Table Speech


President’s Address

December 23, 2020

Mr. Michio Hamaguchi
President, Rotary Club of Tokyo


 As I conclude this year with my speech, I wish to extend my sincere gratitude to Vice-President Mr. Utsumi, Secretary Mr. Asakawa, all the Directors, Committee Chairmen and Officers, and each member Rotarian for their dedicated support. We surely had a challenging year with the spread of novel coronavirus (COVID-19) that halted all Rotary activities. Our Club was no exception and we were forced to suspend our Regular Meetings from March for 4 months. We are grateful to the Imperial Hotel for their generosity to waive cancellation fees especially as the hospitality sector faces unprecedented challenges.

 We resumed our Regular Meetings in July to face yet another problem of how to celebrate our Centennial Anniversary scheduled in just 3 months’ time. We initially planned to invite 300 guests including those from overseas but the pandemic made us carry out our milestone event by inviting our District Governor and his wife on behalf of all the other guests as well as Director of Yoneyama Umekichi Memorial Hall to give our Certificate of Donation. Despite such setbacks, we enjoyed a splendid performance by National Living Treasure Kabuki actor Kichiemon Nakamura together with Intangible Cultural Property Tokiwazu singing led by our member Mr. Tsuneoka, followed by a special dinner course prepared by the Imperial Hotel and Kitcho, a Japanese kaiseki (haute cuisine) restaurant. While our Centennial Party is over, our Centennial Committee members are currently working on a Tokyo RC Centennial History Publication. We also plan to plant 100 dogwood saplings to be donated from our sister club Ardmore RC next year.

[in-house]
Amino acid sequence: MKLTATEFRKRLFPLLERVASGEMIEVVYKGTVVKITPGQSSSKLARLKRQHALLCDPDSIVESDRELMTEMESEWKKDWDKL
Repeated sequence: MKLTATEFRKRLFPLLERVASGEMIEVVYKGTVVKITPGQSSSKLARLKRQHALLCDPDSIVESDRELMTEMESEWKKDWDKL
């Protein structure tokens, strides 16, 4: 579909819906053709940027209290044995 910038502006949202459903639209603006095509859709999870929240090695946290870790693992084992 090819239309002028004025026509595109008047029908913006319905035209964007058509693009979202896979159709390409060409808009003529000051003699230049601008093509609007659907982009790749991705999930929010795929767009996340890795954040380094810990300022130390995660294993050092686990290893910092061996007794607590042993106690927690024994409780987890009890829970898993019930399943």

COVID-19 has disrupted other Rotary events, conferences and meeting plans across the country and around the world, including RI Convention in Hawaii, Japan-Taiwan Rotary Friendship Meeting, our Intercity Meeting, Christmas Party and Birthday parties we had organized for 8 years. To sustain our sound membership base is an imminent challenge amidst COVID-19 hardships. Our estimated membership was 339 at the end of December, an increase of 6 members in 6 months since the start of this Rotary Year. Our Club being the oldest in Japan, I believe we should continue to spearhead Rotary activities based on robust membership. Let me ask for your continued support for membership development.

 As we look toward the new year, we must seek ways to cope with this pandemic. We are currently discussing how to organize hybrid Regular Meetings, a unique blend of actual meetings and virtual online participation. It will be an ideal option for our members who prefer to join meetings from home through live video streaming so as to stop the spread of the virus. This will require extra expenses for video cameras and Internet connections but I hope you support our initiative. We also hope to get your suggestions and comments on how best we can organize our activities in the era of with- and after-COVID-19. Let me wish you all a Happy Holiday Season and a peaceful and prosperous New Year.